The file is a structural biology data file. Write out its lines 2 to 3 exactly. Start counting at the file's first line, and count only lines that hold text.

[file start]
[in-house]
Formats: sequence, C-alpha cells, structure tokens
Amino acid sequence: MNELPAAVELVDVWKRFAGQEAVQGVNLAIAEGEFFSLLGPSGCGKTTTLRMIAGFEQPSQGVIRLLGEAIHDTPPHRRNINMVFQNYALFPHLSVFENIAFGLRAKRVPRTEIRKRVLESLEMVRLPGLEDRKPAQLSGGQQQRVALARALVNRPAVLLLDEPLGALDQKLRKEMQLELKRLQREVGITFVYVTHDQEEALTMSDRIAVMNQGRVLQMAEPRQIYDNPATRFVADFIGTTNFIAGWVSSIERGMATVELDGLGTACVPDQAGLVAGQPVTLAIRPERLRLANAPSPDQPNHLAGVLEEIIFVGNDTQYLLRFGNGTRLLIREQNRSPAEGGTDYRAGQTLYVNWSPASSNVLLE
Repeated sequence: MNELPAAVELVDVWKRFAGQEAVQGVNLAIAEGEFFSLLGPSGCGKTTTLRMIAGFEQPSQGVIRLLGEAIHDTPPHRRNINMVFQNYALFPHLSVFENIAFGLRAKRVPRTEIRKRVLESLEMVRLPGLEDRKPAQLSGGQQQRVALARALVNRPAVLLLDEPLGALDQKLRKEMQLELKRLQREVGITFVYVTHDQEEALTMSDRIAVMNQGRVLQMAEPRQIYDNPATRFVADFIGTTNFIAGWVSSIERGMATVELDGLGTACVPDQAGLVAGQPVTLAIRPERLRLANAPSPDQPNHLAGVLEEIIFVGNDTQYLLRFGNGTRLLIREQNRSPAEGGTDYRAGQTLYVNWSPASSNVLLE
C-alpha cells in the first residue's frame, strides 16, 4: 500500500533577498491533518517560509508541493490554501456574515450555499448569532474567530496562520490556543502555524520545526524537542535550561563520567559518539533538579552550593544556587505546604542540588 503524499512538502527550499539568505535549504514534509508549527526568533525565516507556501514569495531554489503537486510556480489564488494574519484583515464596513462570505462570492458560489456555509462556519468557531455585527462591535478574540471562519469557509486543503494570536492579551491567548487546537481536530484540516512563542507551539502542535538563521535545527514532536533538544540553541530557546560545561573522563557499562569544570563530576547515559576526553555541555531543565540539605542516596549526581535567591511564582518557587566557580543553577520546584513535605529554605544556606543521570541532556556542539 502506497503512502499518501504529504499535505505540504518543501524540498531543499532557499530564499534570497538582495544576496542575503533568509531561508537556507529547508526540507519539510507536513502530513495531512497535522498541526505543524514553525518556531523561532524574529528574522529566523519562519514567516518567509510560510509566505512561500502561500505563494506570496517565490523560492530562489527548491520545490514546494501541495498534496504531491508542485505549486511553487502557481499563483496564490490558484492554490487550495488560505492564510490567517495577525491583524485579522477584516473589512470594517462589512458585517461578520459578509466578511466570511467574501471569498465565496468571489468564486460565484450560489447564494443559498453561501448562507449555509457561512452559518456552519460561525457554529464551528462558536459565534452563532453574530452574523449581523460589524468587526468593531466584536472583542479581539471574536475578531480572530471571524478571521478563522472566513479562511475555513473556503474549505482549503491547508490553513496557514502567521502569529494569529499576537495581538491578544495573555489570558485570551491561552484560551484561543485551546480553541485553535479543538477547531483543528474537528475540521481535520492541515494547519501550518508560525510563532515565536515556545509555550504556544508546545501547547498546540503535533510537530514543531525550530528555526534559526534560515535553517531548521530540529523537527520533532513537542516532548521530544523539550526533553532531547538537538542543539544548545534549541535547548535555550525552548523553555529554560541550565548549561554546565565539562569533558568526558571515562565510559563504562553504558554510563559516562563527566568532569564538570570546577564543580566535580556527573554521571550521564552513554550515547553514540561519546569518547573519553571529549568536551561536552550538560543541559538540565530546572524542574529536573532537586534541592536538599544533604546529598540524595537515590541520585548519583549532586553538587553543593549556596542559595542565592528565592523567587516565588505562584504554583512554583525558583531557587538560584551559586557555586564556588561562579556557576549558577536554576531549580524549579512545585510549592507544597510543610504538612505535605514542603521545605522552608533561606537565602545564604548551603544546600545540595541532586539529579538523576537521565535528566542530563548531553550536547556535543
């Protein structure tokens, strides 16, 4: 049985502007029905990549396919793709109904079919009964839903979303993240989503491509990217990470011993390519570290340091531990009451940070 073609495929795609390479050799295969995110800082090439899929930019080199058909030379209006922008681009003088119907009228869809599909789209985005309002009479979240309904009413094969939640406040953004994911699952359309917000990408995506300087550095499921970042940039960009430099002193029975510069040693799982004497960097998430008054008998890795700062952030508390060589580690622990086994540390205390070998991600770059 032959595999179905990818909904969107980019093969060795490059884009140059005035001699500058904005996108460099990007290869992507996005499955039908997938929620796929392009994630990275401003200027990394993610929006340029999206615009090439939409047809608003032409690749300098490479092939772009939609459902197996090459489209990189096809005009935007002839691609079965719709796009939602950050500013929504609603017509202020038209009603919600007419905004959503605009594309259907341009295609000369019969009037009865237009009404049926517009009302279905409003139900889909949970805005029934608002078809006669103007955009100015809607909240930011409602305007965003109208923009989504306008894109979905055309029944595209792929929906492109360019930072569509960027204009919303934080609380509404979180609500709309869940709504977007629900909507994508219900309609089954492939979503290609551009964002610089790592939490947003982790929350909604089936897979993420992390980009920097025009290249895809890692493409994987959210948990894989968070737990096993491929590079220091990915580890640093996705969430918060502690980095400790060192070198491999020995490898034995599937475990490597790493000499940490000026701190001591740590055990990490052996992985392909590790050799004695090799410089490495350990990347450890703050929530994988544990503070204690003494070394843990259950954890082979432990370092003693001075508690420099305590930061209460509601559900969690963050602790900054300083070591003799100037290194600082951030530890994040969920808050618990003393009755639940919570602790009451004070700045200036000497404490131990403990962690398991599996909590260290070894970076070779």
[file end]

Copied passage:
Formats: sequence, C-alpha cells, structure tokens
Amino acid sequence: MNELPAAVELVDVWKRFAGQEAVQGVNLAIAEGEFFSLLGPSGCGKTTTLRMIAGFEQPSQGVIRLLGEAIHDTPPHRRNINMVFQNYALFPHLSVFENIAFGLRAKRVPRTEIRKRVLESLEMVRLPGLEDRKPAQLSGGQQQRVALARALVNRPAVLLLDEPLGALDQKLRKEMQLELKRLQREVGITFVYVTHDQEEALTMSDRIAVMNQGRVLQMAEPRQIYDNPATRFVADFIGTTNFIAGWVSSIERGMATVELDGLGTACVPDQAGLVAGQPVTLAIRPERLRLANAPSPDQPNHLAGVLEEIIFVGNDTQYLLRFGNGTRLLIREQNRSPAEGGTDYRAGQTLYVNWSPASSNVLLE